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FastDMA: An Infinium HumanMethylation450 Beadchip Analyzer

  • Dingming Wu,

    Affiliation: Bioinformatics Division/Center for Synthetic and Systems Biology, Tsinghua National Laboratory for Information Science and Technology (TNLIST), Department of Automation, Tsinghua University, Beijing, China

  • Jin Gu ,

    jgu@tsinghua.edu.cn (JG); michael.zhang@utdallas.edu (MQZ)

    Affiliation: Bioinformatics Division/Center for Synthetic and Systems Biology, Tsinghua National Laboratory for Information Science and Technology (TNLIST), Department of Automation, Tsinghua University, Beijing, China

  • Michael Q. Zhang

    jgu@tsinghua.edu.cn (JG); michael.zhang@utdallas.edu (MQZ)

    Affiliations: Bioinformatics Division/Center for Synthetic and Systems Biology, Tsinghua National Laboratory for Information Science and Technology (TNLIST), Department of Automation, Tsinghua University, Beijing, China, Department of Molecular and Cell Biology, Center for Systems Biology, The University of Texas at Dallas, Dallas, Texas, United States of America

FastDMA: An Infinium HumanMethylation450 Beadchip Analyzer

  • Dingming Wu, 
  • Jin Gu, 
  • Michael Q. Zhang
PLOS
x
  • Published: September 5, 2013
  • DOI: 10.1371/journal.pone.0074275

Abstract

DNA methylation is vital for many essential biological processes and human diseases. Illumina Infinium HumanMethylation450 Beadchip is a recently developed platform studying genome-wide DNA methylation state on more than 480,000 CpG sites and a few CHG sites with high data quality. To analyze the data of this promising platform, we developed FastDMA which can be used to identify significantly differentially methylated probes. Besides single probe analysis, FastDMA can also do region-based analysis for identifying the differentially methylated region (DMRs). A uniformed statistical model, analysis of covariance (ANCOVA), is used to achieve all the analyses in FastDMA. We apply FastDMA on three large-scale DNA methylation datasets from The Cancer Genome Atlas (TCGA) and find many differentially methylated genomic sites in different types of cancer. On the testing datasets, FastDMA shows much higher computational efficiency than current tools. FastDMA can benefit the data analyses of large-scale DNA methylation studies with an integrative pipeline and a high computational efficiency. The software is freely available via http://bioinfo.au.tsinghua.edu.cn/softwa​re/fastdma/.

Introduction

DNA methylation is an important type of epigenetic modification in the human genome. The function of DNA methylation is traditionally described as silencing mark [1]. Recent studies suggest DNA methylation plays more sophisticated roles in chromatin structure and transcriptional regulation [2]. DNA methylation is highly dynamic but under strict control during development [3], [4]. While in human diseases, especially in cancer, the DNA methylation states are usually significantly disrupted and those changes are strongly associated with cancer hallmarks [5][7].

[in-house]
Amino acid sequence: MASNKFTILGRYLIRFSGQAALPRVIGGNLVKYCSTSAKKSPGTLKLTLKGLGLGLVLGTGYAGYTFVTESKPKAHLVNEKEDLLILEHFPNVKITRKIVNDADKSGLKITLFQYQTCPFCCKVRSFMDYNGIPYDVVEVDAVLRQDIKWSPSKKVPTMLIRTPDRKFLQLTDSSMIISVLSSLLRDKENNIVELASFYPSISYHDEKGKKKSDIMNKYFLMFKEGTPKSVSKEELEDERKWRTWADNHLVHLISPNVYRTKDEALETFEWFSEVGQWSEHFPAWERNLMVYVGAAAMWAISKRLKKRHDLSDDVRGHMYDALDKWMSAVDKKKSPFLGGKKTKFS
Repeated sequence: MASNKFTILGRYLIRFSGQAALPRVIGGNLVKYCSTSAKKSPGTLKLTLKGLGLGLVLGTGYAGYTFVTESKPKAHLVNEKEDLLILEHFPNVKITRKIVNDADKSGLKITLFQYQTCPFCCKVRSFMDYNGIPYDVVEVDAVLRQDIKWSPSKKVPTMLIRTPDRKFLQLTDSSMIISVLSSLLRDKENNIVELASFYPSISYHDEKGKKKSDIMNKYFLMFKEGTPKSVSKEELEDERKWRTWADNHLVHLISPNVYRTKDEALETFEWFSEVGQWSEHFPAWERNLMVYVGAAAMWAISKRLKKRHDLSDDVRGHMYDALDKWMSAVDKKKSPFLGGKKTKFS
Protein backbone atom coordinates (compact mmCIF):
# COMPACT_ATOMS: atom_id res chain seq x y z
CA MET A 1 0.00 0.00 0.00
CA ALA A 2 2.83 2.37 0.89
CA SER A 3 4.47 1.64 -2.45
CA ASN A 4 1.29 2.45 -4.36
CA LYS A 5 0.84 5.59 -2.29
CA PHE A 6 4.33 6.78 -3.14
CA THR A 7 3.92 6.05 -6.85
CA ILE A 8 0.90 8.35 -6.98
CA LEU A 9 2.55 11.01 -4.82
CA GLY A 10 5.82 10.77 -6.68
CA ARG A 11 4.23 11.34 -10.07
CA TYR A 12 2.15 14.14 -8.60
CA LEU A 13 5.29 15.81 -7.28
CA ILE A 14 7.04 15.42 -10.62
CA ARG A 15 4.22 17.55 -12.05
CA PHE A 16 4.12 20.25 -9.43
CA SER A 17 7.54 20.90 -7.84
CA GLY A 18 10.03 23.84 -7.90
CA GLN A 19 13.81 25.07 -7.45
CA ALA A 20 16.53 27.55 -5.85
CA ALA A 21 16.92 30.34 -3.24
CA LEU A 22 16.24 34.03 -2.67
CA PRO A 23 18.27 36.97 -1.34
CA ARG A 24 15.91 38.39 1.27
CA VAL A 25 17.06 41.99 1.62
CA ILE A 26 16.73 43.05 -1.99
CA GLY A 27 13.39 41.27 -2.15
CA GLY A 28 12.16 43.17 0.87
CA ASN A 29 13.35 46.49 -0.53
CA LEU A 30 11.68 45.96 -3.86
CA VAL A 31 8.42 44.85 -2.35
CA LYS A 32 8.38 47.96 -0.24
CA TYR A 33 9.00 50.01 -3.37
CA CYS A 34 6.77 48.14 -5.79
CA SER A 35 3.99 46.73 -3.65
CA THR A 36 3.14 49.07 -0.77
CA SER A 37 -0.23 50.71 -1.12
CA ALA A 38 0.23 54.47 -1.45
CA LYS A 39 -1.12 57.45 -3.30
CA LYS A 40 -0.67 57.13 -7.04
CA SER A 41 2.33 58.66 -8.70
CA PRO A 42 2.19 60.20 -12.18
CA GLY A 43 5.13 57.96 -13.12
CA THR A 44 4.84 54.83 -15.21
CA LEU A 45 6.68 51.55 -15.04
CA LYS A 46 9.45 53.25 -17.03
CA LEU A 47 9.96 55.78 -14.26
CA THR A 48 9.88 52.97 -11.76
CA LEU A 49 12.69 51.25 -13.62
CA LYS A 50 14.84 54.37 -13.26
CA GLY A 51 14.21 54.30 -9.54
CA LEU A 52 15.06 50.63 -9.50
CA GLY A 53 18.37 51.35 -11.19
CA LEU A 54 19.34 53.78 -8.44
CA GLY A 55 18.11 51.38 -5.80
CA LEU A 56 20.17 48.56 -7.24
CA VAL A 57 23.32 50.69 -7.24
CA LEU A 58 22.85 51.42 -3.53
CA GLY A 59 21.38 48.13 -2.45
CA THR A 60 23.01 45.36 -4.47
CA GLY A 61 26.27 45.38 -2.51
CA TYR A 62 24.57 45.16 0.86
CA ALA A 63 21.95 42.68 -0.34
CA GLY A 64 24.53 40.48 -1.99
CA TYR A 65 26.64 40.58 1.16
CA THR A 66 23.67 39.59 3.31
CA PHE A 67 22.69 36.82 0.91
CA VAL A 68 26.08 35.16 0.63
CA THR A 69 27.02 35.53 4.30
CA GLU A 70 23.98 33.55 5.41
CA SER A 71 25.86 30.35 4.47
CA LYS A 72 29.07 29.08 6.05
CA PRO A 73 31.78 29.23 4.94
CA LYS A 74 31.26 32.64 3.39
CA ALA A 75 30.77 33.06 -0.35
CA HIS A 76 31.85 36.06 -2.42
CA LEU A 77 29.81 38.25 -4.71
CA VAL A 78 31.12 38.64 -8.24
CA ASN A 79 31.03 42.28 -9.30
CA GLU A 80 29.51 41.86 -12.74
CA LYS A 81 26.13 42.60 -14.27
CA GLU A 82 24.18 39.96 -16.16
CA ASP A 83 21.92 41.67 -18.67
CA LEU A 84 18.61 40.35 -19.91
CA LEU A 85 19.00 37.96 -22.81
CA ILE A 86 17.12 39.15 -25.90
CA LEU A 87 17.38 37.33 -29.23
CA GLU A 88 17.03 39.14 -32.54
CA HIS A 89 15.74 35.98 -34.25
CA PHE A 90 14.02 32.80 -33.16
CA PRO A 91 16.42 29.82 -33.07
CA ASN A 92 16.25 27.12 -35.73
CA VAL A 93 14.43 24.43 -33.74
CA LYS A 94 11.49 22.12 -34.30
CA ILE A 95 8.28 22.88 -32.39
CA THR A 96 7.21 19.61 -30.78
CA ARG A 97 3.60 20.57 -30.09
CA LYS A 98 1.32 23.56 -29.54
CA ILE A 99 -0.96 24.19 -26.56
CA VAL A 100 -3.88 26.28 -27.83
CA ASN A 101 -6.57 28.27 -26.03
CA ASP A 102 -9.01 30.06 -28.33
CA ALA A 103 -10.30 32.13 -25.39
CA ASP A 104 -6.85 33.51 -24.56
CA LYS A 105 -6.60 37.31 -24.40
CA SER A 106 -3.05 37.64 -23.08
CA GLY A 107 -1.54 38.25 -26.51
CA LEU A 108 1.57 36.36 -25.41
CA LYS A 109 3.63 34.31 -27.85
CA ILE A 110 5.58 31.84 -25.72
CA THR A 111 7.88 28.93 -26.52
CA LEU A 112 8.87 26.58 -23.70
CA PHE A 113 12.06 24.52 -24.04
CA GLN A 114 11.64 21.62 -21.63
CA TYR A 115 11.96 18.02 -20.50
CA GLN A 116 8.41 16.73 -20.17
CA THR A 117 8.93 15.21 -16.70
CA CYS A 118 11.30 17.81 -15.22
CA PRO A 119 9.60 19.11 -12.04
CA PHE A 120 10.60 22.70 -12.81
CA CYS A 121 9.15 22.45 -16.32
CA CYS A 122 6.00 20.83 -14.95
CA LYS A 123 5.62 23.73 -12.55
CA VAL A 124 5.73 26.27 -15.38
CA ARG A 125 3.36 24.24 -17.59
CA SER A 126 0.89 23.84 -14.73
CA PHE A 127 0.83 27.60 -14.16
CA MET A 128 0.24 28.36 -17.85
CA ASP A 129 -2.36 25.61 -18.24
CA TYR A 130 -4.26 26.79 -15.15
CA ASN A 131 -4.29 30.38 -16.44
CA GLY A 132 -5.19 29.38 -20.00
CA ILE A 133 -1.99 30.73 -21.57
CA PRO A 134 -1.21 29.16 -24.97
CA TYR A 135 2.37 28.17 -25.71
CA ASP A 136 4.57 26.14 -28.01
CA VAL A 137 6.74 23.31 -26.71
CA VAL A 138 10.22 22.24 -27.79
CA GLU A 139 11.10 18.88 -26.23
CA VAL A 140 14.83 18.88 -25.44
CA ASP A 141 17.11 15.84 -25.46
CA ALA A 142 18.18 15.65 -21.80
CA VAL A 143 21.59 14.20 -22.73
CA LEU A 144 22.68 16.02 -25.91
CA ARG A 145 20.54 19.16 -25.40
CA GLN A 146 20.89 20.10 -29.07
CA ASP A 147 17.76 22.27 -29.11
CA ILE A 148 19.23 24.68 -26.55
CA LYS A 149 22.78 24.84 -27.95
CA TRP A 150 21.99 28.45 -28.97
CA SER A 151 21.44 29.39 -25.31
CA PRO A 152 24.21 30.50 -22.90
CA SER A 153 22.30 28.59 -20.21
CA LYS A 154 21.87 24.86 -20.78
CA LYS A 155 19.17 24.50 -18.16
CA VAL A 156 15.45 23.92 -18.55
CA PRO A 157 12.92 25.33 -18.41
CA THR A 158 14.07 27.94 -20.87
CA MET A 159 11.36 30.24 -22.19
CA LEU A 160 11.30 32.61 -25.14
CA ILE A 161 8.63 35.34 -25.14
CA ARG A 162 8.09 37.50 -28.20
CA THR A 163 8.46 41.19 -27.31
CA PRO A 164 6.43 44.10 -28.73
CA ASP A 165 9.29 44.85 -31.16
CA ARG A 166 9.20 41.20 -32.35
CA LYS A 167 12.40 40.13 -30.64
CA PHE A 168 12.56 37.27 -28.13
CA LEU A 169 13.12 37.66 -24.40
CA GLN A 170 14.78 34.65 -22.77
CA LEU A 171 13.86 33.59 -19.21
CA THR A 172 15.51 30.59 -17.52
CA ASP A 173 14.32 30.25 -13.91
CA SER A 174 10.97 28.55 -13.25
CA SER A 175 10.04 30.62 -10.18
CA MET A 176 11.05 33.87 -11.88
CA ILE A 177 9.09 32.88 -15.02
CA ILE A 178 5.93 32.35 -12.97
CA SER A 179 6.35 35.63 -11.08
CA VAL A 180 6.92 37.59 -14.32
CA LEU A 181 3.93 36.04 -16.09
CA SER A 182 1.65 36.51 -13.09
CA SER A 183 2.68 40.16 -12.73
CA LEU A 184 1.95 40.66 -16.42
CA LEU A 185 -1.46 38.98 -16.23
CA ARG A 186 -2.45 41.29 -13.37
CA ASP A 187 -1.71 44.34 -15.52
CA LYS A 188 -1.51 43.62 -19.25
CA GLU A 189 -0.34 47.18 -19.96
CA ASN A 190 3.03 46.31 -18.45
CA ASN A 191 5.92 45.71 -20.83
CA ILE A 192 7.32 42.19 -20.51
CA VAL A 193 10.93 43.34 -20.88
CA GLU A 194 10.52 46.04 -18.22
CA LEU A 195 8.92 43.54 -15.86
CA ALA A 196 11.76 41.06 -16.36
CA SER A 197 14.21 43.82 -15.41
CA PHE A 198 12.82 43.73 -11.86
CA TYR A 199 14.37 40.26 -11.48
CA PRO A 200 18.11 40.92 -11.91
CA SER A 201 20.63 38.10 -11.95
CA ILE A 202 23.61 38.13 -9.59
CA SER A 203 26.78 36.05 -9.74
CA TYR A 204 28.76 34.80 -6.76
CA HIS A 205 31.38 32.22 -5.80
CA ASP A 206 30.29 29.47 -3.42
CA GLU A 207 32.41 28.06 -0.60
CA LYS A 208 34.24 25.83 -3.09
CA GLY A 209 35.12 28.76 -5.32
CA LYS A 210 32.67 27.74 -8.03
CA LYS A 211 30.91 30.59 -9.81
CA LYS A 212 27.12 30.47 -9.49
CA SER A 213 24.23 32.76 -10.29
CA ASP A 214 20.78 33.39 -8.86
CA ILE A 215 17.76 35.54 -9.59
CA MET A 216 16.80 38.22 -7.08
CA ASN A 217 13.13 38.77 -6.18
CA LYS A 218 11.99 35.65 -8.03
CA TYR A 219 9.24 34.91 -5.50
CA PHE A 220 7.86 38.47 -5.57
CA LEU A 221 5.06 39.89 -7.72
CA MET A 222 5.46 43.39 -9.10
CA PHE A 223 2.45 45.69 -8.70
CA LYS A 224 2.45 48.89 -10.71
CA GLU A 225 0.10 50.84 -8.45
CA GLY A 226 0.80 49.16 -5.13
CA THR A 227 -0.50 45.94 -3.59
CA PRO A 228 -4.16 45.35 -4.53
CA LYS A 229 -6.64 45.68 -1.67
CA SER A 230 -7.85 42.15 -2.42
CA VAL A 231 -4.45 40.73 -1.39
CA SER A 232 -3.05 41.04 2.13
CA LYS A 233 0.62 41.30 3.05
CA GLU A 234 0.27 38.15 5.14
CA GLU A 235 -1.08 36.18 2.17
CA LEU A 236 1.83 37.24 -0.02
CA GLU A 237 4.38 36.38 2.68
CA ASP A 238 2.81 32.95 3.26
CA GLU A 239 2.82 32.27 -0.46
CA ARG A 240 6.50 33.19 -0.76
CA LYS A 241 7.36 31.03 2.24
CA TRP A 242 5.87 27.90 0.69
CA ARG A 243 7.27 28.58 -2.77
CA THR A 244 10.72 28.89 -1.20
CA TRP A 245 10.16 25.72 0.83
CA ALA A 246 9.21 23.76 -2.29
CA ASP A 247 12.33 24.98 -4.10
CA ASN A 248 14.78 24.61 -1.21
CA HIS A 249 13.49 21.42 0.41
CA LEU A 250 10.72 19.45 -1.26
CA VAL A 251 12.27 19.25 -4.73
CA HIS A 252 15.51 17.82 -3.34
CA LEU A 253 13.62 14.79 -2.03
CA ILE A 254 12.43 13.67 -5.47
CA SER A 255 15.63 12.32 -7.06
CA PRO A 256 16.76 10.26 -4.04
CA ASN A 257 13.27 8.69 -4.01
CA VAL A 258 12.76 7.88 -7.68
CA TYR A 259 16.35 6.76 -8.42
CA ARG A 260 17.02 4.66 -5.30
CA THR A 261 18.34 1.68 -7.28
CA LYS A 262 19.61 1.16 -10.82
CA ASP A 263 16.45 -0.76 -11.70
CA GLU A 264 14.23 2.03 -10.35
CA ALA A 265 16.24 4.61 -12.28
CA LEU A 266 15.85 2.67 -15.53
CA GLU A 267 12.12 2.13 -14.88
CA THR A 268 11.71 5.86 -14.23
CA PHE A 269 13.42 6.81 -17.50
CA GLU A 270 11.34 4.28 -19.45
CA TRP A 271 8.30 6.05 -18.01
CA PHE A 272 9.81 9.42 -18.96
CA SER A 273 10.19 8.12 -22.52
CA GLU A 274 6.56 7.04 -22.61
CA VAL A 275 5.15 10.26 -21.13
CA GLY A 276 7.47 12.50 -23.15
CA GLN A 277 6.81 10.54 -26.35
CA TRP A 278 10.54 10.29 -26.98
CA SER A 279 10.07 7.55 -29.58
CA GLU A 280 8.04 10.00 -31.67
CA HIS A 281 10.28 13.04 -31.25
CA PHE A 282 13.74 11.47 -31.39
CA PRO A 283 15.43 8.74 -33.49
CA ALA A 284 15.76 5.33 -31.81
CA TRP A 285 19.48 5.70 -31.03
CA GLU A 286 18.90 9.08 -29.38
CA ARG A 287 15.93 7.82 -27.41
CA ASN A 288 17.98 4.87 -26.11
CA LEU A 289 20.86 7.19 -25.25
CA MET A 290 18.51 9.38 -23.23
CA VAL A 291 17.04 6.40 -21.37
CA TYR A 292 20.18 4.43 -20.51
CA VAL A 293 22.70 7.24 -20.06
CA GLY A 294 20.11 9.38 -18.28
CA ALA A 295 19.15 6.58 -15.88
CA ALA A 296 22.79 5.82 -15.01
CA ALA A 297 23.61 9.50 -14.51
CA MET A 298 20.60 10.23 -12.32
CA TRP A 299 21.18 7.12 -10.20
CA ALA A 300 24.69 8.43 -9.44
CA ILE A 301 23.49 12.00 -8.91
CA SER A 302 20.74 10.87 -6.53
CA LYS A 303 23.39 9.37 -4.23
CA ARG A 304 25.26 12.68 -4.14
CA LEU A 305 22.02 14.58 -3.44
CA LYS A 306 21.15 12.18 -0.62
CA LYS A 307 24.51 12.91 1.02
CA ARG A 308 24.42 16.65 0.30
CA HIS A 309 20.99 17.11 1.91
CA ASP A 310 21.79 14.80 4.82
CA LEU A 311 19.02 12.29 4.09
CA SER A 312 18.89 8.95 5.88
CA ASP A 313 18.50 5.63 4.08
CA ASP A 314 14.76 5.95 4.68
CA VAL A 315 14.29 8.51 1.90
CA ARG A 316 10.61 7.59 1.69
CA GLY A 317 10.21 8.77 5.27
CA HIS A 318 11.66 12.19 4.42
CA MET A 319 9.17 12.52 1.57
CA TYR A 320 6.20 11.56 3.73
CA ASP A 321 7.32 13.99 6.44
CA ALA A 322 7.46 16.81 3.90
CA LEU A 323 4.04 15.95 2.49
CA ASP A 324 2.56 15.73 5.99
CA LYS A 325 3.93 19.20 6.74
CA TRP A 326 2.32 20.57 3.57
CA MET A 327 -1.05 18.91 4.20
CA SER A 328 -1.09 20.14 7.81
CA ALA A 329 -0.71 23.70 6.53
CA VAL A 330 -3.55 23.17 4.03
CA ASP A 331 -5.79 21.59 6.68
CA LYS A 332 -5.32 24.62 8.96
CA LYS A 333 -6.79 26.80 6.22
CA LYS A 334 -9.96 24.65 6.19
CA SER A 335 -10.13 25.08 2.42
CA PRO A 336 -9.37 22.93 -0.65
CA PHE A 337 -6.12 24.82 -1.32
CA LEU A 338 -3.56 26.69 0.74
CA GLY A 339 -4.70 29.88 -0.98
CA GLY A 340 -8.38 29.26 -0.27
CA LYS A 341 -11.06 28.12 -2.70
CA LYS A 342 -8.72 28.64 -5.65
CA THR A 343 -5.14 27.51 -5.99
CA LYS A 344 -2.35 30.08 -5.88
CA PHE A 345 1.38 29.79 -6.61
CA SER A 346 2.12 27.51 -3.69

There are four popular techniques for detecting genome-wide DNA methylation state: whole genome bisulphite sequencing [8], methylation array [9], reduced representation bisulfite sequencing [10] and enrichment based method [11]. Infinium HumanMethylation450 Beadchip is a recently developed methylation array platform which detects more than 480,000 cytosine sites along the entire human genome. It covers the majority of reference genes and shows high data reproducibility between technical replicates. Because of the lower cost and easier experimental protocol, this platform is suggested to be suitable for large-scale studies [12]. The Cancer Genome Atlas (TCGA) program, which aims to providing a comprehensive molecular portraits of all types of cancer, has already used this platform to profile the DNA methylation states of hundreds of clinical samples [13], [14].

Here we propose our recently developed software, FastDMA, to help researchers to analyze the data generated by this platform, especially for large or clinical datasets. FastDMA uses a unified statistical model, analysis of covariance (ANCOVA), to do both single probe analysis and differentially methylated region (DMR) scanning. Technically, FastDMA is implemented as a standalone software in C++ which can be easily distributed and further developed. Besides, by using parallel computing technique, it can deal with large-scale datasets with very high computational efficiency.

This article is organized as follows: in the Methods section, we described the workflow, the computational model and the software implementation of FastDMA. In the Results section, we first applied FastDMA on three large-scale datasets from TCGA of breast invasive carcinoma (BRCA), lung adenocarcinoma (LUAD), and prostate adenocarcinoma (PRAD). And then, we compared FastDMA with a recently published software IMA [15] for both the correctness and the computational performance. Finally, we discussed the major advantages of the software and its limitations waiting for further developments.